Automation in Steel Industry Steel is an alloy of iron usually containing less than 1 % carbon. Because of its versatile properties and its recycling possibilities, steel is the basic material for sustained development in modern industrial society. It provides a broad  range of uses in almost all important sectors of industry such as apparatus and machinery manufacture, bridge and building construction, power and environmental engineering, and automotive and transportation industries. Steel is and will remain the most important engineering and construction material in the modern era. The steel industry is a very dynamic industrial sector. Further steps are ongoing towards increasing resource and energy efficiency, reducing emissions and providing safe and healthy work environments. For achieving this, the steel industry is to excel in today’s environment which is a highly dynamic and interactive business environment. Market conditions, new product requirements, raw material costs, and process management etc. all affects the performance of the steel industry. The steel industry is an important driving force of the economy and hence it should be run efficiently. Further it needs heavy investments and hence it is essential that it operates economically to keep it healthy. Its products are indispensable for other industries such as automotive and construction. Quality, reliability and economic efficiency in the production of steel products can only be ensured by means of automated manufacturing facilities. The processes of steel industry are highly energy intensive and comprised of many complex unit operations. Iron ore and coal need preprocessing before feeding into a reactor, and liquid metals from different reactors need to be carefully handled. Further liquid steel is to be converted into solid form and then rolled into finished products. Each of these operations has a stake in the quality of steel produced, and also needs...

Properties of Refractories...

Properties of Refractories Refractories are those materials which have high melting points and have properties which make them suitable to act as heat resisting barriers between high and low temperature zones. Refractories are inorganic, nonmetallic, porous and heterogeneous materials composed of thermally stable mineral aggregates, a binder phase and additives. The general requirements of refractories include (i) ability to withstand high temperatures and trap heat within a limited area such as a furnace, (ii) ability to withstand action of liquid metal, hot gasses and liquid slag by resisting erosion and corrosion etc. (iii) ability to withstand load at service environment, (iv) ability to resist contamination of the material with which it comes into contact, (v) ability to maintain necessary dimensional stability at high temperatures and after/during repeated thermal cycling, and (vi) ability to conserve heat. Important properties of refractories include chemical composition, bulk density, apparent porosity, apparent specific gravity and strength at atmospheric temperatures. These properties are frequently among those which are used as ‘control points’ in the manufacturing and quality control process. The chemical composition serves as a basic for classification of refractories and the density, porosity and strength are influenced by many other factors. Among these are type and quality of the raw materials, the size and fit of the particles, moisture content at the time of pressing, pressure at mould, firing temperature, duration of firing, and the rate of cooling. Properties of the refractories can be classified to resist four types of service stresses namely (i) chemical, (ii) mechanical, (iii) thermal, and (iv) thermo-technical. A suitable selection of the refractories for the furnace lining can only be made with an accurate knowledge of the refractory properties and the stresses on the refractories during service. The relationship between service stresses and important...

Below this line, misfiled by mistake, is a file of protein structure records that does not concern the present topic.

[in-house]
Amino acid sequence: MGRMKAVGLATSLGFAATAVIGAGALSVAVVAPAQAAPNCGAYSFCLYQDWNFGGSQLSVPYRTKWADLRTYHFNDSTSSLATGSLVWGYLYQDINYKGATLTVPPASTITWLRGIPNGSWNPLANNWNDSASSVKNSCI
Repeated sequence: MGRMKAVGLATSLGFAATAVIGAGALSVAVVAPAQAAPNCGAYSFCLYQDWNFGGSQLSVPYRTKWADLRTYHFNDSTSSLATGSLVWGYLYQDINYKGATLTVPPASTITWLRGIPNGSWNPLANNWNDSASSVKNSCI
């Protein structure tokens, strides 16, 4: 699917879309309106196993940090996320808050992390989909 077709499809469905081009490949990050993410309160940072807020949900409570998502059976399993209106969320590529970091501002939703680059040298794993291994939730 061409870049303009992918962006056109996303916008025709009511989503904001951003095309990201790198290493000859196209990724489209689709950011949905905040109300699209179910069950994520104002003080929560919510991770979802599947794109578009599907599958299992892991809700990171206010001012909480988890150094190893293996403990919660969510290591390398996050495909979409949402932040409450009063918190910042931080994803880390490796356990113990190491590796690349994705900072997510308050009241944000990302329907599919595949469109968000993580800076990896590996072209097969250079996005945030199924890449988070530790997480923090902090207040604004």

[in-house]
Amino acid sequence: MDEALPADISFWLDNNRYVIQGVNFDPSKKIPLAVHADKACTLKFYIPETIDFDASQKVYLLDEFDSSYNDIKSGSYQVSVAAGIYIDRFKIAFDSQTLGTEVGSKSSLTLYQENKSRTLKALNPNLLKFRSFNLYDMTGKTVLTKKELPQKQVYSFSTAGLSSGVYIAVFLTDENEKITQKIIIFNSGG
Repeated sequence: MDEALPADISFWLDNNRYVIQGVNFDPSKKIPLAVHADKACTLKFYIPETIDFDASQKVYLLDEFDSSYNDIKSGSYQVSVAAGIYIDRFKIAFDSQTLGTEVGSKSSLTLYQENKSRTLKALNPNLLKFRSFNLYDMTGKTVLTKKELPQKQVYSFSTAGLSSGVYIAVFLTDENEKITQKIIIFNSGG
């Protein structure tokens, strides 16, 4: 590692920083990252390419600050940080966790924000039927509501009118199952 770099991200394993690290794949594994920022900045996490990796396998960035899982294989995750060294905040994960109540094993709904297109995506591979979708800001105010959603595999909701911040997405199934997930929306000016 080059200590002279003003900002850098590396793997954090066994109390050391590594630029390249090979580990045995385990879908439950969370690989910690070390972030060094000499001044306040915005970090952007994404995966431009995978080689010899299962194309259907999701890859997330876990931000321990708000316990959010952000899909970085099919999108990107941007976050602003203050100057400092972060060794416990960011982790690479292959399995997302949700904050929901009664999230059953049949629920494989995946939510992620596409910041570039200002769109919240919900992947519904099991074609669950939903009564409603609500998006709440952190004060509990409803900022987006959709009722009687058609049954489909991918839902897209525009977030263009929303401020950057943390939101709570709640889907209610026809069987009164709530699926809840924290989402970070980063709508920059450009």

Workers and their Role in the Organization...

Workers and their Role in the Organization Workers are non- executive employees of the organization. Percent wise, they constitute largest number of employees in the organization. In the pyramid of the organization structure, the workers occupy the bottom most place which is below the supervisor level. Workers are so called since they are those of the organizational employees who physically carry out the work in the organization and who implements the plans made by the organizational management. For doing it, workers work with various tools, equipments, instruments, implements and processes.  The performance of the organization depends on how efficiently the workers perform their work. In nutshell the workers are the back bone of the organization and healthy, well trained, knowledgeable, disciplined, motivated, safe, alert, honest, and hardworking team of workers help the organization to prosper and grow. The traits, which the workers need to personify, include teamwork, integrity, commitment, and work ethic. Fig 1 Place of workers in the organizational structure In different countries, the definition of a worker varies depending upon the culture of the country. However, generally a worker can be defined as a person employed in the organization to carry out manual, unskilled, skilled, technical, operational, clerical, or certain category of supervisory work in lieu of a compensation package. It excludes employees who are employed in the organization in the managerial and supervisory levels. Defining of work is not an easy task as it appears to be. Work is what the workers do to earn a livelihood. Work is best described as sustained activity whose purpose is the accomplishment of goals. Developments at the technological front in the recent past have necessitated rising levels of education of the workers and now greater challenges and skill requirements are expected from them. The...